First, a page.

The world’s first ice-calorimeter, used in the winter of 1782-83, by Antoine Lavoisier and Pierre-Simon Laplace, to determine the heat evolved in various chemical changes; calculations which were based on Joseph Black’s prior discovery of latent heat. These experiments mark the foundation of thermochemistry.
Yes, sorry for getting hot-headed, but it would have been nicer if you had first jotted a note on the talk page, rather than abruptly reverting me. I happen to be presently reading Lavoisier’s Elements of Chemistry, where Black’s theories were first utilized. On February 15, for example, I uploaded the adjacent image (caption sourced out of Partington’s History of Chemistry).
Moreover, I am the main editor for the thermochemistry, chemical thermodynamics, thermodynamics, and heat articles. These are my favorites. I personally own more than 120 thermodynamics, thermal physics, thermochemistry, etc., related books. I understand they have overlap, but they are also each distinctly their own and have long and elaborate histories marked by certain discoveries. --Sadi Carnot 12:39, 25 February 2007 (UTC)

Also, your date on this one entry is off by eight years? This leads me to question the rest of the dates on this page, which you started. Are you ball-parking dates by decades? --Sadi Carnot 05:04, 21 February 2007 (UTC)
Nope. It was a typo. Based on the article Joseph Black in wikipedia, I had meant to state 1759 (which is the date that article gives) but if you notice, the 0 is next to the 9. Such things do happen, even among the best meaning of editors. Thank you for correcting it. --Jayron32 05:16, 21 February 2007 (UTC)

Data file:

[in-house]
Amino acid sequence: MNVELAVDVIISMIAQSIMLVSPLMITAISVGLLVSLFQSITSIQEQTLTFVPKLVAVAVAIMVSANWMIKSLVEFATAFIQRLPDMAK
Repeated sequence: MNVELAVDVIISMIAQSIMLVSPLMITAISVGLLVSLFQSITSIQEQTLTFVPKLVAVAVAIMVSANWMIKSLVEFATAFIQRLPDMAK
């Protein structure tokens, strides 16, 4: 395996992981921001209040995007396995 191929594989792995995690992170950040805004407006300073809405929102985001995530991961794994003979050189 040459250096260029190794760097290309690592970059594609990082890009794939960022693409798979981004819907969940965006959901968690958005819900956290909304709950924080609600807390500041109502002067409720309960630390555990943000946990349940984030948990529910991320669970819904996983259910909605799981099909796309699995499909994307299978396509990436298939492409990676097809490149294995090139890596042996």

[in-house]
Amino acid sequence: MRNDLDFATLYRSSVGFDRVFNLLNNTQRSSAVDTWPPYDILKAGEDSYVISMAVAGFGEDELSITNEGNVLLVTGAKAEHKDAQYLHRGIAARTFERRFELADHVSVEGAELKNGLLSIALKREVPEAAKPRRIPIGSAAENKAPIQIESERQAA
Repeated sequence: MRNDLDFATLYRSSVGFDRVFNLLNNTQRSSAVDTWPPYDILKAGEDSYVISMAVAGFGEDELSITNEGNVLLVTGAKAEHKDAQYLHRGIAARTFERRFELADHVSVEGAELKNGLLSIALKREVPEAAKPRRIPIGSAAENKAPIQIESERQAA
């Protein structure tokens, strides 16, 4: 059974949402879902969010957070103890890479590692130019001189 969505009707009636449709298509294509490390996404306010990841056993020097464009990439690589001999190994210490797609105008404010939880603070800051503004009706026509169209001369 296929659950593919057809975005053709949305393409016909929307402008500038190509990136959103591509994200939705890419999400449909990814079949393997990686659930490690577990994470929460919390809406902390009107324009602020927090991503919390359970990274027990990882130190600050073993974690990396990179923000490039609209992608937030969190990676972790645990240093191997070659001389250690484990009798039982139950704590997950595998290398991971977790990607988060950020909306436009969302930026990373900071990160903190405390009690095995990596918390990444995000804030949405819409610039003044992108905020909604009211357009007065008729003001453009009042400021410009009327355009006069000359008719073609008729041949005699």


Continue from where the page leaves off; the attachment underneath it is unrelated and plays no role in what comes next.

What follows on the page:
Oh, and thanks for providing references. It was my intention to build the list first and then backfill my references later. This has been a big process, and it is still a very new article. The more references the better, and once I get this to some semblance of completion, I was planning to fill in more references. Thanks again for adding yours, and any more you can add would be MOST helpful. --Jayron32 05:21, 21 February 2007 (UTC)


What is the basis for the division between the "industrial era" and the "early modern" era? Is this in common use, or based on a published work? And more importantly, is this relevant to the history of chemistry? In my opinion, no, as there was no major revolution in chemistry around 1850. If I had to divide the history of chemistry from the renaissance to today into periods, I would place one split around the time of Lavoisier or Dalton, and another around the time of Rutherford and Lewis (both of which curiously almost exactly match the centuries!). I'm also happy if the entire time after renaissance is treated as one period. But the current division seems arbitrary to me. Itub 08:32, 21 February 2007 (UTC)

I changed it to something just as arbitrary, but more equitably so. How does this look? We need some sort of breaks for readability anyways. --Jayron32 02:53, 22 February 2007 (UTC)